School’s out. The sun is out. It’s the weekend. The other Beers have departed for another county on dog sitting duty. I am alone.
What to do?
Get out the fat-tyred bike, go buy a paper in town, read it in a cafe (preferably outdoors).
Granted this is not the most earth shaking of plans, but it is – pause for effect – perfect.
Our dwelling is in a little village a handful of miles from the lovely country town of Marlborough here in Wiltshire. Connecting the two is the A346. South of the M4 it’s properly straight for several miles – what did the Romans ever do for us? – before becoming narrow, curvy and poorly sighted on the approaches to town. It’s a fast road and a turnpike that conveys more than local traffic. Huge wagons ply it. While they do so, everyone else tries to overtake despite limited vision, skinny lanes, hefty verges, double white lines, lots of little junctions for hamlets, driveways, fields and residences from cottages to “hices.” (“One has a weekend hice near Marlborough, so much nearer than Tuscany…”)
In short, this road is no place for a bicycle.
But that’s okay. Howcome? Because whereas the road meanders the old Chiseldon to Marlborough railway track is much straighter. It’s wonderfully comforting as you pedal your way under the trees to think that the road rage metres away might as well be on another planet. The near silence of bikes mean you sneak up on bunnies, birds of prey and other humans.
The sun has brought out joggers, ramblers, dog walkers, horsey types and other cyclists. Since the weather has been pants for the last million years, it’s not surprising to see people capitalising on a spot of sun. On the whole it adds to the ride with smiles, hellos, hardly any being chased by dogs and a solitary near decapitation by a rambler who clearly has not engaged brain as I cycle by.
Quite soon I arrive in Marlborough High St where the entire population of England is trying to park it’s collective car. Armed with a broadsheet – the Guardian so I can read Bradley Wiggins column – I plop into a chair outside a cafe.
At this point I mentally high-five myself for flawless execution of plan. [You: eh? What’s come over him? Me: Coming back to work after a totally outstanding sabbatical has given the day job a heart-shrivelling, joy crushing, soul sapping doing-this-for-the-next-quarter-of-a-century inevitability. So much so that I am inappropriately delirious with joy to have achieved this oh-so-minor goal.]
I order a poncy coffee.
Before the excess creamy stuff has been sucked off my treat, a friend stops by: “You seem to be enjoying yourself?”
[Before we go any futher, re-read the sentence-and-a-bit above. Filthy isn’t it? Filthy and you didn’t even notice. I bet you’ve been reading the “Fifty Shades…” series you perv’. Honestly, you disgust me.
Now on with the blog.]
Apparently, as said friend returns past I ooze [stop it] the persona of a chap who doesn’t have his kids with him sitting there with shades, shorts, cuppa and paper on a Saturday morning. Guilty as charged Jackie. It seems terribly indulgent, to the point of minor wrongness. For a moment I try to imagine not having a family and just living this bourgeois life forever. I’d probably implode from all the self-indulgence. [Note to self: thank Mrs B & offspring for preventing me from such a terrible fate.]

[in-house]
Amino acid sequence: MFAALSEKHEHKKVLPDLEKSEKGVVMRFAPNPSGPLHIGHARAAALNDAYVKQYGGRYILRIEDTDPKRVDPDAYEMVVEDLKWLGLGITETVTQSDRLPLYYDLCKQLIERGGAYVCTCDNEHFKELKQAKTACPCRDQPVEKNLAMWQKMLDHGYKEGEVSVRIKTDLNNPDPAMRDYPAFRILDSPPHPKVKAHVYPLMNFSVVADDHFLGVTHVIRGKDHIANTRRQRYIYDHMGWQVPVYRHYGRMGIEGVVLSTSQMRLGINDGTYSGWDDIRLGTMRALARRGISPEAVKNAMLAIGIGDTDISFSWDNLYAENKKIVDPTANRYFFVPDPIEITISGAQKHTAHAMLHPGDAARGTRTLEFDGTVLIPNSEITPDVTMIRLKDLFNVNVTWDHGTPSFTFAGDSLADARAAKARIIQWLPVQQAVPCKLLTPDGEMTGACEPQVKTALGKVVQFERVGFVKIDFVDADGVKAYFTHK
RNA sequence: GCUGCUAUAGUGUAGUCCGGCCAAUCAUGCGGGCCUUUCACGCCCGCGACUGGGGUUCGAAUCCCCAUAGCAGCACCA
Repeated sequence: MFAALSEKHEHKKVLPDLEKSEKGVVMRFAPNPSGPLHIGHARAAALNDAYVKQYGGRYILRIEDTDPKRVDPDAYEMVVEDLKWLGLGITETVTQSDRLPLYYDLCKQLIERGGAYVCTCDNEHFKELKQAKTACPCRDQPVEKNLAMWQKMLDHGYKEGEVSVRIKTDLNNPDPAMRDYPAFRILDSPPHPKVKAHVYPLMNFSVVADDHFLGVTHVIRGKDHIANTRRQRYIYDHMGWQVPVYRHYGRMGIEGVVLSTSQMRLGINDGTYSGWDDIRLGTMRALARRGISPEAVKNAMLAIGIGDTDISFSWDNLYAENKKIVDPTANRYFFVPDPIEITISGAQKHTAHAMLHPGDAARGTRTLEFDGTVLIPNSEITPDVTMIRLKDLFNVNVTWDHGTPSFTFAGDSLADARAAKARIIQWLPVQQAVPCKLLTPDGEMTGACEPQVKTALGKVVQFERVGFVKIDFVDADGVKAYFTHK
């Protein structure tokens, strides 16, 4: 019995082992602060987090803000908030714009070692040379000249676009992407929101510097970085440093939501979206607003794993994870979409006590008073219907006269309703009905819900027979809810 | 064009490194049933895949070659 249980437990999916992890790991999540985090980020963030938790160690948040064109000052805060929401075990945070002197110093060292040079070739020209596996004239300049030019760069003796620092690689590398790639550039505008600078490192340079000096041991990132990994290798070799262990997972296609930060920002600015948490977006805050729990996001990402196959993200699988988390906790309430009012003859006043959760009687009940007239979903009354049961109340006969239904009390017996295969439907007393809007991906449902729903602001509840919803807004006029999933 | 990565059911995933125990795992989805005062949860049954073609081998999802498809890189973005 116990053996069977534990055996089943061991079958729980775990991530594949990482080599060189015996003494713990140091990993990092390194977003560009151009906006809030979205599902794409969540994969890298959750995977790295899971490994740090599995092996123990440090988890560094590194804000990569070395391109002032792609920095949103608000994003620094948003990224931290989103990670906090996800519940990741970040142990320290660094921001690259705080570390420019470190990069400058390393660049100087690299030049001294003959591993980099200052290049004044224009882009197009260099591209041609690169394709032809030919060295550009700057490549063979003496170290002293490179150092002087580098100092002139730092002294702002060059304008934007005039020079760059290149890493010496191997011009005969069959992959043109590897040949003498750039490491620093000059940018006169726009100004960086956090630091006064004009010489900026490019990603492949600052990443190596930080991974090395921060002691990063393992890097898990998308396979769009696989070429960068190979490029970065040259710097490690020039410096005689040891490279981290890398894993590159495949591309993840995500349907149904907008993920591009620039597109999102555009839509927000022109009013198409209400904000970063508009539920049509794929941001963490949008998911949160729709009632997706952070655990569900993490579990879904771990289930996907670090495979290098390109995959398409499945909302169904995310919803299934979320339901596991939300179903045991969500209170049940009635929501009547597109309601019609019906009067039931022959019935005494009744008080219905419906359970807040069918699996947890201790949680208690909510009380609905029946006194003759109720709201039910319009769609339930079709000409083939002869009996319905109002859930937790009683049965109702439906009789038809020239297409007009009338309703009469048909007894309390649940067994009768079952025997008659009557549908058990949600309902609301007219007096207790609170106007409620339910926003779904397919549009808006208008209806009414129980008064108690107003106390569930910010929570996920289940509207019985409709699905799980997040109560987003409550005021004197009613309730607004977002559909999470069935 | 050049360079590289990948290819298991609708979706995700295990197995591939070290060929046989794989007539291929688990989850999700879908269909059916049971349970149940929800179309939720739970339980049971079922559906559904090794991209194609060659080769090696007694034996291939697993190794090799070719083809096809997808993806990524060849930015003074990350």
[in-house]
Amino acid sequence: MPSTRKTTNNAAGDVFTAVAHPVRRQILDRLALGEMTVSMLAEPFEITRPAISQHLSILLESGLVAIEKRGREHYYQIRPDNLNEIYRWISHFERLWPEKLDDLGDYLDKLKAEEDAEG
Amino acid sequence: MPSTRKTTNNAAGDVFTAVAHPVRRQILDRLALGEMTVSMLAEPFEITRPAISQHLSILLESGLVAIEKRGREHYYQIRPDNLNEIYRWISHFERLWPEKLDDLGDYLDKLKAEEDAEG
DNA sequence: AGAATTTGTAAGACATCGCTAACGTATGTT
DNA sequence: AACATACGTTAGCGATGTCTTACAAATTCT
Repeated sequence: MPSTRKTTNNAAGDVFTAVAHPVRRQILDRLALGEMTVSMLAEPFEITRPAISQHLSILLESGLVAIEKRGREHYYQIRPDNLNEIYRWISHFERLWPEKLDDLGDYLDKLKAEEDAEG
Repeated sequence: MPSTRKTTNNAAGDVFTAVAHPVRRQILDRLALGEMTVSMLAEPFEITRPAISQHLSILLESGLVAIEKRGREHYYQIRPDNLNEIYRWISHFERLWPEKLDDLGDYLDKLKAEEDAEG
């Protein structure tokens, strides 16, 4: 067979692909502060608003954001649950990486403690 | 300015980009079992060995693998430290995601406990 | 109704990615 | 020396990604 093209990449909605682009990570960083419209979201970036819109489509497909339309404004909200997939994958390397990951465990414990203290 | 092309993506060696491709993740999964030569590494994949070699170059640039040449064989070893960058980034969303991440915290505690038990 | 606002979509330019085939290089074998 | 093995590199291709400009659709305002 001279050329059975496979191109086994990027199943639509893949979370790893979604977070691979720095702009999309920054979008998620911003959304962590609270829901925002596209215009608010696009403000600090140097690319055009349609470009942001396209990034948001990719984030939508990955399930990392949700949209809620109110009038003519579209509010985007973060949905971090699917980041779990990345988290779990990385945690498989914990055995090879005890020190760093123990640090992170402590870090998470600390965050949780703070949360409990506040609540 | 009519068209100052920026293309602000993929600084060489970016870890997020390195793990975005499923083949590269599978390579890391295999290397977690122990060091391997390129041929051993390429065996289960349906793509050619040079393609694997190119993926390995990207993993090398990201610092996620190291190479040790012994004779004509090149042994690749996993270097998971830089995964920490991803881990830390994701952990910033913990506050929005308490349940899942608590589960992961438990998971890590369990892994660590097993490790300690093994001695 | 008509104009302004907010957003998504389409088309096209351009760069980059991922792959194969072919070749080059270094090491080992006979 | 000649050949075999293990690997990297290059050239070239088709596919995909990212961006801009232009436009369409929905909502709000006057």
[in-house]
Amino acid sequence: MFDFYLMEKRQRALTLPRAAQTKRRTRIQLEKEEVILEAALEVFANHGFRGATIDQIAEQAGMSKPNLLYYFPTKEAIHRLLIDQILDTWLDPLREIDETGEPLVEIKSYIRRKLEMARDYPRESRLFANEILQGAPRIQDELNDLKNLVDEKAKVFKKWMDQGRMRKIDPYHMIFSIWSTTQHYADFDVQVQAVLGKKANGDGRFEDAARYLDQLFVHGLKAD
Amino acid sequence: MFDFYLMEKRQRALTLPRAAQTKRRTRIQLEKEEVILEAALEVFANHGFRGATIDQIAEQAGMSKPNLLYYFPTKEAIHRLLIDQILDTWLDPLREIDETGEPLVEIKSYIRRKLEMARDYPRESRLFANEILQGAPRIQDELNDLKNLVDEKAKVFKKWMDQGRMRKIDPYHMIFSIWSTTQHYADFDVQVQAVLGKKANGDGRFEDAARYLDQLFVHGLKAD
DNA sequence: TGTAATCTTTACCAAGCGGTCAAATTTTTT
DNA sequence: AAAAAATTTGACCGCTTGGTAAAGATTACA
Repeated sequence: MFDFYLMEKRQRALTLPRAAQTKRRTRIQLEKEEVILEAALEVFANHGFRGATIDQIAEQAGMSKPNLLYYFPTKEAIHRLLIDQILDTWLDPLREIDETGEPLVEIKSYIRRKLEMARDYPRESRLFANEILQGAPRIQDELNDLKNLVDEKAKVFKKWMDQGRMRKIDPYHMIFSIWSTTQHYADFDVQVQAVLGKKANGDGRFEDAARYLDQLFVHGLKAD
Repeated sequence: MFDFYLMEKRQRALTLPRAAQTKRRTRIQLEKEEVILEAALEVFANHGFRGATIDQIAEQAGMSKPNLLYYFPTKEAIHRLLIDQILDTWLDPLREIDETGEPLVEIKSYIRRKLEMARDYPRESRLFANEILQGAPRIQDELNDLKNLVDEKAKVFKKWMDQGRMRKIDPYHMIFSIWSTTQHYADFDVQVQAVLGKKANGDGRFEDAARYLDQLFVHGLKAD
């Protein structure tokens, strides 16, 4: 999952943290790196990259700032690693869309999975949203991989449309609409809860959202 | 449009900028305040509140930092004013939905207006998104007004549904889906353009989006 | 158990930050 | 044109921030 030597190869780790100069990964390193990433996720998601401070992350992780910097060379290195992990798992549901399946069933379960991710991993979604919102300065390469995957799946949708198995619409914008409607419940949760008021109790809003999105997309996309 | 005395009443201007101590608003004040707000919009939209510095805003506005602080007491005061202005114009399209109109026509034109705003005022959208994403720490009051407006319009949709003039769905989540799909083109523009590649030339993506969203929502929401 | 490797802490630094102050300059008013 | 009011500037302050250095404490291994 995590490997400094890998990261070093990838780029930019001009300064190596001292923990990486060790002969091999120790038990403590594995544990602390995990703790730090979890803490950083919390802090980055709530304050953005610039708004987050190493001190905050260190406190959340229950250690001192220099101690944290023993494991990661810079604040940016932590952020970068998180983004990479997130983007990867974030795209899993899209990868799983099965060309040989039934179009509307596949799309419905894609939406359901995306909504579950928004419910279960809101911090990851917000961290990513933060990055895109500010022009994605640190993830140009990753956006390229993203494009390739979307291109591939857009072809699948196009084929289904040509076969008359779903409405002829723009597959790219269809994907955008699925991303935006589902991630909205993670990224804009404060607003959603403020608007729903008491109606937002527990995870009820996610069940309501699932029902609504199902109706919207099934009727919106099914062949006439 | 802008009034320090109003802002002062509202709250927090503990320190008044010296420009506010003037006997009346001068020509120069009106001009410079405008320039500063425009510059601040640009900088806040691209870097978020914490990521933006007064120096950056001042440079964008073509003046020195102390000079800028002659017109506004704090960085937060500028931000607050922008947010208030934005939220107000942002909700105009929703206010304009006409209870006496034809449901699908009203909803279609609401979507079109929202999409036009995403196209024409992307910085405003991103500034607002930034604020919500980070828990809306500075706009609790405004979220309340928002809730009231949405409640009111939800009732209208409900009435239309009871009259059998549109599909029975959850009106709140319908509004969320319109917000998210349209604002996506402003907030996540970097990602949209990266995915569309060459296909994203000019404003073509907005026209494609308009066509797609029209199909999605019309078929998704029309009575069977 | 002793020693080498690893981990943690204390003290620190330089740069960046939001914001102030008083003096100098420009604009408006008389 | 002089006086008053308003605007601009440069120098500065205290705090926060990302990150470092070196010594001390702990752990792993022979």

Paper and beverage aside, it is tremendously entertaining watching the slowly circulating motors home in on parking spaces. Parking is always available in Marlborough but as befits a town from 1204 it’s unlike the purpose built lot at your mega-mall. (Top Gear did an amusing parking “challenge” in 70s exotica some years ago.) Add to that the current penchant for ridiculously big cars. Then add the key factor: crap drivers.
As cars have ballooned in scale, gained power-everything controls, insulated their inhabitants from the outside and developed satnavery, drivers have – on today’s evidence – become imbeciles. I chase an entrepreneurial thought of manning the town with uniformed parallel parking attendants who charge a fee to reverse your chariot into a space. The pricing system would be on a size related sliding scale matrixed with how OTT/un-neccesarily expensive/showy the car is. A boggo Ford Fiesta would be 50p. A Mini two quid. A Land Rover Defender: Two quid. A Range Rover? Fifty. (Quid, obv.) Anything by Mercedes/BMW £12.89 + VAT + Exorbitant Surcharges. Chelsea Tractors? £20. Audi drivers get a free punch in the face. Yes we take plastic. We even have a club rate for townies with holiday homes in the county. (It’s the local rate + 75%.)
Have we always been this bad at parking?
I search my mind for evidence. It occurs that the oodles of mini dents peppering Mrs B’s Marlborough-frequenting wheels point toward long-term poor parkery. (By other drivers darling, other drivers.
It all points toward the sheer splendidness of the bicycle. No parking woes, no parking charges. You get fit. You get to see the countryside.
Okay, okay. You get all wet when it rains, you get all sweaty and you get all dead if you traverse the A346.
I ride home in high spirits. These are lifted even further when I encounter a late-middle aged rambling lady having a pee by the side of the cycle path. I literally – hilariously – catch her with her pants down.
You just don’t hear bikes coming…
“Better out than in!” I suggest cheerily as she hoists her shorts up in alarm without ceasing to tinkle (one imagines).
Exercise and fresh air are clearly of benefit. Then the added bonus is to indulge in a little harmless schadenfreude at the roadside. Bicycles: what’s not to like?